DO YOU KNOW SOMEONE WHO WOULD LOVE THIS ARTICLE? SHARE IT!
Local asparagus are the celebrity vegetables of spring. Exceptional asparagus is grown in the Swan Valley, Bickley Valley and the south west of this state and it is only available from October to December. WA grown white, green and purple asparagus are available in varying abundance. Don’t boil purple variety as they disappointingly turn green! Instead, give them a brief stint on the BBQ or grill for any chance of retaining any colour. Alternatively, cut into thin slices and eat raw.
Asparagus are a member of the lily family. If plants are grown from seed, harvest takes 3 to 5 years to reach. After this time, because the plant is perennial it will reappear and crops can be enjoyed each year. The crowns have to build up a network of roots and store huge amounts of nutrients in order to produce asparagus spears. low yield per square metre (one plant).
I love this image of brothers at their Raffa Fields farm in Victoria. If you’ve never seen asparagus growing, there’s almost a magical quality to it as each season they pop their spring heads out of the soil.
Green and white asparagus are the same variety. White is produced by growing in the dark. Without sunlight the plant is unable to produce chlorophyll.
Prebiotic vegetables are essential for a healthy us. They reach far into the large intestine when digested and probiotics love them. Our microbiobes hang out here and we are all growing to understand how important these are to our wellbeing. Asparagus are excellent prebiotics so give your gut a treat. Your body will thank you.
Asparagus are natural diuretics, they cleanse the liver. They are high in folate which assists in disease risk reduction. Some people will experience a certain ‘odour’ when they pee after eating asparagus. After intensive and exhaustive research I have come up with the reason why only some people have noticed this phenomenon; only about 45% of people have a certain gene in their bodies that produce this aroma in their urine! Fascinating stuff.
Select asparagus that is smooth and bright green in colour with firm, unblemished tips that are dark green with a hint of purple. Avoid asparagus that is limp, dried out or wrinkled. Choose spears of an even thickness so that they will cook at the same time.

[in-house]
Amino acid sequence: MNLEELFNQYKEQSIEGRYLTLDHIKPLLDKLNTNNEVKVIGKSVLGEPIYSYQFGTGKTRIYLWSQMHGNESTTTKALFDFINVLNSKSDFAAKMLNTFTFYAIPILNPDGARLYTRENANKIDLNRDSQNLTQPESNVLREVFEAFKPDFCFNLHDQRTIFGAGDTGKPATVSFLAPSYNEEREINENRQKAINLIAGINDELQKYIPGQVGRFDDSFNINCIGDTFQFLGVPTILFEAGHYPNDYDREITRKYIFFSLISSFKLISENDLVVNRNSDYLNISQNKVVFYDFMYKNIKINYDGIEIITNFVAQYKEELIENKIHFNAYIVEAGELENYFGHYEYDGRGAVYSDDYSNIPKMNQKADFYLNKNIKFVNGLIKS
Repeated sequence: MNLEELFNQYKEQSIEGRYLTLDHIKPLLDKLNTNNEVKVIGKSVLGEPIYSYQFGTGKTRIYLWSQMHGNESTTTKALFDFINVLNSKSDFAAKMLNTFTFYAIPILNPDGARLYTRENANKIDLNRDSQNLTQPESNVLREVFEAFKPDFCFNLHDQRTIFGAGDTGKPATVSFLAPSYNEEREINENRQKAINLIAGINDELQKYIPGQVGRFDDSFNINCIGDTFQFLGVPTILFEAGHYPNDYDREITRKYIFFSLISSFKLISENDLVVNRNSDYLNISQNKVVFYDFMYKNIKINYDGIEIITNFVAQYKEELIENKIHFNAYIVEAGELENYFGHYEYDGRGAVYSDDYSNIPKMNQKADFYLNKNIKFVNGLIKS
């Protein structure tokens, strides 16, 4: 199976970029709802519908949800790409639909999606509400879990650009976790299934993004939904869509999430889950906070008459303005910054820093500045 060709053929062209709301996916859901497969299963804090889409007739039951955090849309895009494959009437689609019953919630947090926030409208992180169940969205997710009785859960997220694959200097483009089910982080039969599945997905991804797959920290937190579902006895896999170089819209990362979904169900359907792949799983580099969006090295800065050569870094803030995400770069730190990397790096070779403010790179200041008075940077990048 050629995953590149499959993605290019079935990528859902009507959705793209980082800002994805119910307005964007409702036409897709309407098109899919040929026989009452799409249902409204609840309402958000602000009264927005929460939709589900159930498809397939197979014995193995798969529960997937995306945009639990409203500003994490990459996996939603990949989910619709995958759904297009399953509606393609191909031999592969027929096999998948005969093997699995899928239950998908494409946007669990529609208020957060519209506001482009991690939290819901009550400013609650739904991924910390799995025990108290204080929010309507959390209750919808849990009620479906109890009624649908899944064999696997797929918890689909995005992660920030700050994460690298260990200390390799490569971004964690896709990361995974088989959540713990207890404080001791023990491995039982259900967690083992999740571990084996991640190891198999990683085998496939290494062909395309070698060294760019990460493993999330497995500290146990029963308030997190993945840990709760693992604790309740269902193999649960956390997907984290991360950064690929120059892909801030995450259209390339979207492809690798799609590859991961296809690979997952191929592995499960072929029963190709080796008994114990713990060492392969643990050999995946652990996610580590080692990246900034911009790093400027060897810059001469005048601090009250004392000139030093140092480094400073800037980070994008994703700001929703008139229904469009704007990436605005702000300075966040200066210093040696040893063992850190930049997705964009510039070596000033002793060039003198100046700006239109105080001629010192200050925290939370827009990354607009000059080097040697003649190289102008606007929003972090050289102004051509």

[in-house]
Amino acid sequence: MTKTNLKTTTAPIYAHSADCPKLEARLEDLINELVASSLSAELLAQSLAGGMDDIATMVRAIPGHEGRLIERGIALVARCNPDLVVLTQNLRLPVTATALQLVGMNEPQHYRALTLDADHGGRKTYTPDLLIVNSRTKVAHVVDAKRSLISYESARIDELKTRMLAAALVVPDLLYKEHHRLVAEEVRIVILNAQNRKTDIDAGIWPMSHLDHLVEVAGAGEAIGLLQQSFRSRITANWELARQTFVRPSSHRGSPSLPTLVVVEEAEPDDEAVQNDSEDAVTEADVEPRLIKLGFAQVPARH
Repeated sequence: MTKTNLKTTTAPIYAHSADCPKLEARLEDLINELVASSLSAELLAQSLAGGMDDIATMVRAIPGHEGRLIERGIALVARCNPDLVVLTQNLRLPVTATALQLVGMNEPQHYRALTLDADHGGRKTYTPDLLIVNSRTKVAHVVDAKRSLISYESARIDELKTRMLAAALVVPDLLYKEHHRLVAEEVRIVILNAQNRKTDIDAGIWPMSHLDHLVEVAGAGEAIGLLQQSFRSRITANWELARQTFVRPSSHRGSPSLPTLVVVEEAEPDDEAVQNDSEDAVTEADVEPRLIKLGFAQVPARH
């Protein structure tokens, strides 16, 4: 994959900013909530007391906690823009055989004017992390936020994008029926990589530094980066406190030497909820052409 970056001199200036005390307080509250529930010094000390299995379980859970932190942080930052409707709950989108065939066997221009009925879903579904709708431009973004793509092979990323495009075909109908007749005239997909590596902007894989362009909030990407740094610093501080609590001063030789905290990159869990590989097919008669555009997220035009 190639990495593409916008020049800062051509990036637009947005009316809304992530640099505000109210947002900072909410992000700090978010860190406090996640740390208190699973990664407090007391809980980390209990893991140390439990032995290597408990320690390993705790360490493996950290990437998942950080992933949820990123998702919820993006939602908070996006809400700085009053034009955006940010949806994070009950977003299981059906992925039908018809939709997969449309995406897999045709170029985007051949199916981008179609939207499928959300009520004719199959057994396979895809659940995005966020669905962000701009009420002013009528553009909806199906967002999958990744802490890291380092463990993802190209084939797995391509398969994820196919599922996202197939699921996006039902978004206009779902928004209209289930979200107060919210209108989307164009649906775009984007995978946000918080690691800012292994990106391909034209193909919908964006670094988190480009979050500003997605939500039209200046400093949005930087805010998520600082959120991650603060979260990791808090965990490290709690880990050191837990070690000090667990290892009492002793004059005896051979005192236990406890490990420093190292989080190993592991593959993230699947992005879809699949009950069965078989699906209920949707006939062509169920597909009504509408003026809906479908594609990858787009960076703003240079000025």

Asparagus will keep for 2 to 3 days but is best eaten as soon as possible. Store in a vegetable bag in the crisper section of your refrigerator or stand in a jar of water in the fridge.
Asparagus is easy to prepare and simple to cook. The ends can be tough and stringy so hold the root end between one forefinger and thumb hand and mid way up the stem with other thumb and forefinger, and snap. The asparagus spear will naturally break at the point where the woody end meets the tender part of the stem. Discard the thick, woody end. Sadly I have not found any use for these apart from compost.
Asparagus is ‘fast-food’ and can be quickly steamed, char-grilled, BBQ’d, roasted or blanched within a few minutes.
To blanch, cook asparagus in salted boiling water for about 3 minutes, depending on the thickness of the stems and temperature and bulk of the vegetable as it goes in the water. They should be tender while retaining a bite. White asparagus can be thicker than green and can take a touch more time to cook.
If wanting to serve cold plunge into iced water to halt the cooking process and retain the vivid green colour.
If dressing asparagus, do so when serving. If pre-dressed, over time acid will bleach the stems to an unappetising mustard yellow grey colour.
Try these recipes and make the most of this fabulous vegetable in season.
Sign up to our really useful newsletter and receive free essential kitchen tip videos direct from our kitchen.